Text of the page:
Just like the Vietnam veterans who are still whining about not getting a homecoming parade 45 years ago. Hint: parades are given for soldiers who fought in WINNING wars: WWI, WWII, Gulf War. (The Korea vets didn’t get a parade either, but they didn’t spend decades griping about it.)

  6. Hi George, I appreciate your comment. I disagree, though. Guess I see that the broadest possible good is achieved through a spectrum of discourse created by the art/comic/whatever. So, even if ultra-right wing haters that do worship ultraviolence, as you said, did exclusively read those comics, at least they’re engaging in the discourse. That’s better than not.

    Personally though, I don’t think there are that many haters reading comics. And those of right wing persuasion (and left wing as well) just by exposure and engagement with the ideas inherent in superheroes and other comics, must contend and reconcile. Further, you can’t take responsibilty for someone else or blame comics for someone’s personality.

    I think Garth Ennis’ Punisher is bloody brilliant, and it’s one of my favourites. Probably other ultra-violent comics too that I could mention, but there are probably other books that are lacking or that I are obscene for obscenity’s sake, and actually are without redemption. Ales Kot’s Zero, or the degrading violence that I remember in Hickman’s Secret, might be too obscene for some; not me though.

    These are all fairly adult reads. My progressiveness can take it, though, and I don’t become a fascist, mysoginist or racist because I read books with violence, etc. As I said before, I think there’s a whole lot about comics that challenges us, even in mild ways e.g. the good that superheroes fight for.

    I still think comics are progressive even if you can find haters as readers. In a general sense, if only, if you like, and in a very inexpensive to produce, liberal medium like comics

  7. ” … there are probably other books that are lacking or that I are obscene for obscenity’s sake, and actually are without redemption.”

    Such as the collected works of Mark Millar, which frequently depict rape in a drooling way intended to be a turn-on. And which depict shooting someone in the head as the coolest thing imaginable.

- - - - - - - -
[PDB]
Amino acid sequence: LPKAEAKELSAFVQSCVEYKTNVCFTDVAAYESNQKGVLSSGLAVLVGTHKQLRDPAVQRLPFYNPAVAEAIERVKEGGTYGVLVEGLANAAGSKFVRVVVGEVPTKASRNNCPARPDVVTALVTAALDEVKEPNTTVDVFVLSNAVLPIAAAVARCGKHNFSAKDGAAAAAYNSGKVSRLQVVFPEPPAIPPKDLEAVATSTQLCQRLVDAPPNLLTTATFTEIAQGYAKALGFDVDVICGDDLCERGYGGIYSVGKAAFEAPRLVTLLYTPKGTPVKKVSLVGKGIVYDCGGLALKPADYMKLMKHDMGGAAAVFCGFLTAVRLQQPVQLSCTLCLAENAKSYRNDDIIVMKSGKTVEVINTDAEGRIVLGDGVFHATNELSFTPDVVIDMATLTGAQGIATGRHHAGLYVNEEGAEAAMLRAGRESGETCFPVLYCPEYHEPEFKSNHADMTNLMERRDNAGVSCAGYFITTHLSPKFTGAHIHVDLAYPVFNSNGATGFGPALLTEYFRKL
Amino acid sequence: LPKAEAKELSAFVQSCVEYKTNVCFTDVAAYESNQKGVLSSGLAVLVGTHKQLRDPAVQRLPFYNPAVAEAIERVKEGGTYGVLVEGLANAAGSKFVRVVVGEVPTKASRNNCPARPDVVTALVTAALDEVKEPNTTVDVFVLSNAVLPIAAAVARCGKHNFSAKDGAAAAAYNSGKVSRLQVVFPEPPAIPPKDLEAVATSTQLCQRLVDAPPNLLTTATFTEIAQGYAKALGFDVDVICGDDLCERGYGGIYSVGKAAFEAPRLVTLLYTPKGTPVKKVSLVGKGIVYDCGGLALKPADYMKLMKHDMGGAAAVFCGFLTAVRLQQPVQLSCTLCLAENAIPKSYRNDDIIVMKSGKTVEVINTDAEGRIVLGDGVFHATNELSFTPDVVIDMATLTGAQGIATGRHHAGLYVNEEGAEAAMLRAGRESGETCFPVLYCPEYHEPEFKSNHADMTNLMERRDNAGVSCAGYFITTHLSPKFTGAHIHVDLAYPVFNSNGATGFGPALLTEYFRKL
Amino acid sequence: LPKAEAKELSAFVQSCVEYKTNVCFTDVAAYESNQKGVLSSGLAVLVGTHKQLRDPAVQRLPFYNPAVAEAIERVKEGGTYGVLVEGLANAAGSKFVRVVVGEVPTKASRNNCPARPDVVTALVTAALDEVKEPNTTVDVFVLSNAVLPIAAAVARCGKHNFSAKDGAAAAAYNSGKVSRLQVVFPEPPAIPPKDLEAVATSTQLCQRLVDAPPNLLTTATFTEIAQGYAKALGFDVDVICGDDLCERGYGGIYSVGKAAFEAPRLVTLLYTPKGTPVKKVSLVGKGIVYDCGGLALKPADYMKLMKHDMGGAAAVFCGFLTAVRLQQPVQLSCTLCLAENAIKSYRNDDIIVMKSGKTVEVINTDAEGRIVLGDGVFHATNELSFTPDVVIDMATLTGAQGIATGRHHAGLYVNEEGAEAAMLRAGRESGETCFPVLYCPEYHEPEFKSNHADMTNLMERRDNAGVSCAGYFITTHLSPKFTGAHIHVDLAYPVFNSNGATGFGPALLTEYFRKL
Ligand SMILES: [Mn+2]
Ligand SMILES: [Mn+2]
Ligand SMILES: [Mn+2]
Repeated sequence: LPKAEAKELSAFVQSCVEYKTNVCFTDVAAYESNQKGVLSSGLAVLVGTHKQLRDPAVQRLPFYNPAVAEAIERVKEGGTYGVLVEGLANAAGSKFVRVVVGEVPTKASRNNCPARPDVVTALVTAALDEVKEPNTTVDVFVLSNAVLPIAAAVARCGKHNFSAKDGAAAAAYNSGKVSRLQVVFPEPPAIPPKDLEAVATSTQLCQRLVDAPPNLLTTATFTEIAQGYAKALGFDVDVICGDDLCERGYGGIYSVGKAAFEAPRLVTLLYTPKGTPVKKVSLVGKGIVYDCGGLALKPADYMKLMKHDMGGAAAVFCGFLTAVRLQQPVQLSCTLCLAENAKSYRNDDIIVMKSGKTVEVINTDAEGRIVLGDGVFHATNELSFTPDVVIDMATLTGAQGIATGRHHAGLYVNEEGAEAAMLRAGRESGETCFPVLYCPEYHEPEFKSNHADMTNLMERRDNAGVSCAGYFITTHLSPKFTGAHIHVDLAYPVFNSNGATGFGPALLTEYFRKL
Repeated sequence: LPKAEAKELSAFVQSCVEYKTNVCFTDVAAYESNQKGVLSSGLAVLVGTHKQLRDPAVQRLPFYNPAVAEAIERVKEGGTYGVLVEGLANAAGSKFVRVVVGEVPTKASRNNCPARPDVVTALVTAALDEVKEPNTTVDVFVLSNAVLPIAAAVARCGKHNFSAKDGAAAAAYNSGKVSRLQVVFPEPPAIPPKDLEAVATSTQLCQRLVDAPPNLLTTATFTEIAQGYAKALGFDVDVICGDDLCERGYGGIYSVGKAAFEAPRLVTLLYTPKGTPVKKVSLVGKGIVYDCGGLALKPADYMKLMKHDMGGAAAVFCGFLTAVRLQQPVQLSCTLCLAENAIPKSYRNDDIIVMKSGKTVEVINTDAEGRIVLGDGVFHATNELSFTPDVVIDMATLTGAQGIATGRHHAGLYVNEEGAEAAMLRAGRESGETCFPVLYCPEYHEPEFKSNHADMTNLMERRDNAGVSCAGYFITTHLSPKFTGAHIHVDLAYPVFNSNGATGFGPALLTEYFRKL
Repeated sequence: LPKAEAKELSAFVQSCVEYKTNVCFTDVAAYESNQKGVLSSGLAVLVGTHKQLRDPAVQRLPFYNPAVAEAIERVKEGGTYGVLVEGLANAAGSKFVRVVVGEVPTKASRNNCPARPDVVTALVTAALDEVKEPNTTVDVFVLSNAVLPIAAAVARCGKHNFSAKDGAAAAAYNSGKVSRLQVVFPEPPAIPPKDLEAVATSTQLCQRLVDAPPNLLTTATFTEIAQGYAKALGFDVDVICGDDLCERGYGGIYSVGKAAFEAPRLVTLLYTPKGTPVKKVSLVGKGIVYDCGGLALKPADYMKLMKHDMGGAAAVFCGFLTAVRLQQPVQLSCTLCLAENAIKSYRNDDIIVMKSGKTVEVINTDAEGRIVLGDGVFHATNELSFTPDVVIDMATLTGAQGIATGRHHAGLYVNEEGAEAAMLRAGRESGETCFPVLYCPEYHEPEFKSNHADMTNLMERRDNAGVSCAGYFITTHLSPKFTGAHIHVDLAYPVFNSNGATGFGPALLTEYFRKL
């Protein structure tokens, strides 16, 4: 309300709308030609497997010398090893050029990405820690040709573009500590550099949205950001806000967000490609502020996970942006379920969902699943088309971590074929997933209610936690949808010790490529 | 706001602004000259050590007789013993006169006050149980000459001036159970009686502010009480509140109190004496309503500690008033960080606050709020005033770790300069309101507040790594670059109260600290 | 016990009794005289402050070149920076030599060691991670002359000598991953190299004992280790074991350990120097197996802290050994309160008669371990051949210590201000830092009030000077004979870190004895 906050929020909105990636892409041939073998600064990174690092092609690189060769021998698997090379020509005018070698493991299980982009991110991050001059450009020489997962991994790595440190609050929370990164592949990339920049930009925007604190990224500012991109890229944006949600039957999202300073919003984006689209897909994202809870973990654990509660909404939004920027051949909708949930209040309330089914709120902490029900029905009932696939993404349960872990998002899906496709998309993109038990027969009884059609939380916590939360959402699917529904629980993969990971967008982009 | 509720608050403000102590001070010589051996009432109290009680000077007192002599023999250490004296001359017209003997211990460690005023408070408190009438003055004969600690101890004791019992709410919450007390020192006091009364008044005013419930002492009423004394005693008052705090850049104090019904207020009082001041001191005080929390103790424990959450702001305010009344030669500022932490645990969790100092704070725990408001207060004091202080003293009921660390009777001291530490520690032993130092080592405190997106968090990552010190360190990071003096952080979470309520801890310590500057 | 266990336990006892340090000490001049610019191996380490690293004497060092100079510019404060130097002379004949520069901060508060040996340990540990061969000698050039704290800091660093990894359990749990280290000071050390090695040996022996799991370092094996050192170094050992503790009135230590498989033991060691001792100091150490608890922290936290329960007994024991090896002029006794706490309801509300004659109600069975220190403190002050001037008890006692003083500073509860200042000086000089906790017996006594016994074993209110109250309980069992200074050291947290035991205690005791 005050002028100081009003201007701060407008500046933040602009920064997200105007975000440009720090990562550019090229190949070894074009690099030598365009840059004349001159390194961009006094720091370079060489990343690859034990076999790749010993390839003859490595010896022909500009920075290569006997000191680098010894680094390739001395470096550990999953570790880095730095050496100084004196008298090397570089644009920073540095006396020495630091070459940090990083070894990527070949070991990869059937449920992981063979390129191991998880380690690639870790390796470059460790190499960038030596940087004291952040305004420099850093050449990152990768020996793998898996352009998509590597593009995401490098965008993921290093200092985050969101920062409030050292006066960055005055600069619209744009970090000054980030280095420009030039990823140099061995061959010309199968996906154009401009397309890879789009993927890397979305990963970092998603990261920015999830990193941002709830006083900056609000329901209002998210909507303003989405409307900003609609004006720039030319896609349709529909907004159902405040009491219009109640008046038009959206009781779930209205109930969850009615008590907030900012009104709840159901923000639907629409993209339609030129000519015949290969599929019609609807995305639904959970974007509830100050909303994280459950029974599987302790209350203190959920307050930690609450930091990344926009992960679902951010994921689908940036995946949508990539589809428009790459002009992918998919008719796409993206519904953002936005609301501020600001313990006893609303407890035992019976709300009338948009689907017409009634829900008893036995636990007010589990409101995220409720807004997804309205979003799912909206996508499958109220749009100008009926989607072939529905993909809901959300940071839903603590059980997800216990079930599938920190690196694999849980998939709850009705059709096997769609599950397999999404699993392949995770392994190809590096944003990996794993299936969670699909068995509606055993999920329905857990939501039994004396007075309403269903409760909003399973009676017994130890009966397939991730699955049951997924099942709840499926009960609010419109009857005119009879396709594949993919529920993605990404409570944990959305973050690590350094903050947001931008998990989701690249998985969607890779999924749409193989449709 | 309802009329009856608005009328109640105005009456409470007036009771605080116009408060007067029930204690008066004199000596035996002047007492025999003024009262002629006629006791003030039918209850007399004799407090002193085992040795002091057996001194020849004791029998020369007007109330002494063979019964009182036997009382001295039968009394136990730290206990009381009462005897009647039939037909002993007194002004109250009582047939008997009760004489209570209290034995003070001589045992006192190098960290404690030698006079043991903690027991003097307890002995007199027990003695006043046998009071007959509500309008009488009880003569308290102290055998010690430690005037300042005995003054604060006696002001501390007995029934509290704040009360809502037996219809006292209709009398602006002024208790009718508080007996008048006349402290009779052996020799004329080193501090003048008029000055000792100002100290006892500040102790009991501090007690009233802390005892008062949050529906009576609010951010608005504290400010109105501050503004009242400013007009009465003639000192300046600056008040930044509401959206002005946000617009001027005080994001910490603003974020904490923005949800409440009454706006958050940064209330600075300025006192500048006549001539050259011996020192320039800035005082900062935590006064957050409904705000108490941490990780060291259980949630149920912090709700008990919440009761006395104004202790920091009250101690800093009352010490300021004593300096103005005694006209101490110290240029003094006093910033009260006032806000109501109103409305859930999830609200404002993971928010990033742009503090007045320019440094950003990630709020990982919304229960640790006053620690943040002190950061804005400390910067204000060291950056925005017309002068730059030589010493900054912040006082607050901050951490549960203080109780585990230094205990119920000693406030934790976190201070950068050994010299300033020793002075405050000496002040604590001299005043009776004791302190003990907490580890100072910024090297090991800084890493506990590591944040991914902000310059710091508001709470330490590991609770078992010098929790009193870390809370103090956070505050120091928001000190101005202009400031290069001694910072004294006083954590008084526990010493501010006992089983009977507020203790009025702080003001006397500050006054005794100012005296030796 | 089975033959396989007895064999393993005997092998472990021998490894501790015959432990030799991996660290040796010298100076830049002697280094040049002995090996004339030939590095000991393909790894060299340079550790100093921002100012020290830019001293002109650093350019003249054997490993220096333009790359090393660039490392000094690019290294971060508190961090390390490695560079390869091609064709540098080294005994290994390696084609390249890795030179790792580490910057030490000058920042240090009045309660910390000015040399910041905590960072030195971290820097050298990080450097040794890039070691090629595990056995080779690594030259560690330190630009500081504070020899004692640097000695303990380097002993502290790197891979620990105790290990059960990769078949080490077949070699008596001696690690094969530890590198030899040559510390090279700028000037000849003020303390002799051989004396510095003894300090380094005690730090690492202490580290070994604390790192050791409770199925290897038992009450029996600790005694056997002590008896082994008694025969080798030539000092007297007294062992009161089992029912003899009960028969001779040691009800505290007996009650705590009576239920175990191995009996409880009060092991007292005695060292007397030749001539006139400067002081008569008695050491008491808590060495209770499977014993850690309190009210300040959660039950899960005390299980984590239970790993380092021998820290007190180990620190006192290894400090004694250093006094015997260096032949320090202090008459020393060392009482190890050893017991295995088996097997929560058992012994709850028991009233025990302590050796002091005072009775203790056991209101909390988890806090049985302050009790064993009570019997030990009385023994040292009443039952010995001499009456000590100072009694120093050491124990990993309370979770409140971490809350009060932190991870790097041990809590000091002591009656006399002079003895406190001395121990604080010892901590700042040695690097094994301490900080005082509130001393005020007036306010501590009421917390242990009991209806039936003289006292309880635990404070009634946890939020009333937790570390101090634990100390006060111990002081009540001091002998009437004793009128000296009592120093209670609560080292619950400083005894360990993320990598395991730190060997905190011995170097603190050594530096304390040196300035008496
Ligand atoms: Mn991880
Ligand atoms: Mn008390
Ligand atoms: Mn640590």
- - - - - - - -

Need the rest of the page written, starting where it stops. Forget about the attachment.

Millar defends his rape obsession as a plot device, intended to get the male hero angry enough to kick some serious butt. But that’s a tired old argument. His female characters are also plot devices; they’re there to get raped by the bad guy, so the hero can go on a rampage of revenge. It’s a teenage boy’s idea of storytelling.

  8. I wonder if these Brits will demand that James Bond (Her Majesty’s Service Service agent) stop using a gun and renounce his license to kill.

  9. I agree with you about Millar, George. Too often I think his character work can feel cardboard and fail to achieve life/interiority. They do get involved in the situations you describe, as the those cardboard character’s actions on that way are somehow important to his overall concept for the series.
    There might be some runs on books that I do like (Kick-Ass, Authority, Wolverine) but Reborn was awful, and Jupiter’s Legacy is no Watchmen.

  10. My solution: slap an R rating on every movie that shows someone being shot. And force directors to make shooting deaths as bloody, painful and horrifying as they were in, say, SAVING PRIVATE RYAN — not to mention real life.

    I guarantee there would be much less glorification of gun violence in movies.

  11. Appalling that two uses of the “F” word, or showing a nude body, results in an R rating — but movies can show people being slaughtered in huge numbers and still get a PG-13.

  12. “I’m an Australian, and it’s been impressive watching the students in your country lead.”

    Sorry, but those students aren’t leading anything. They’re nothing but uninformed pawns.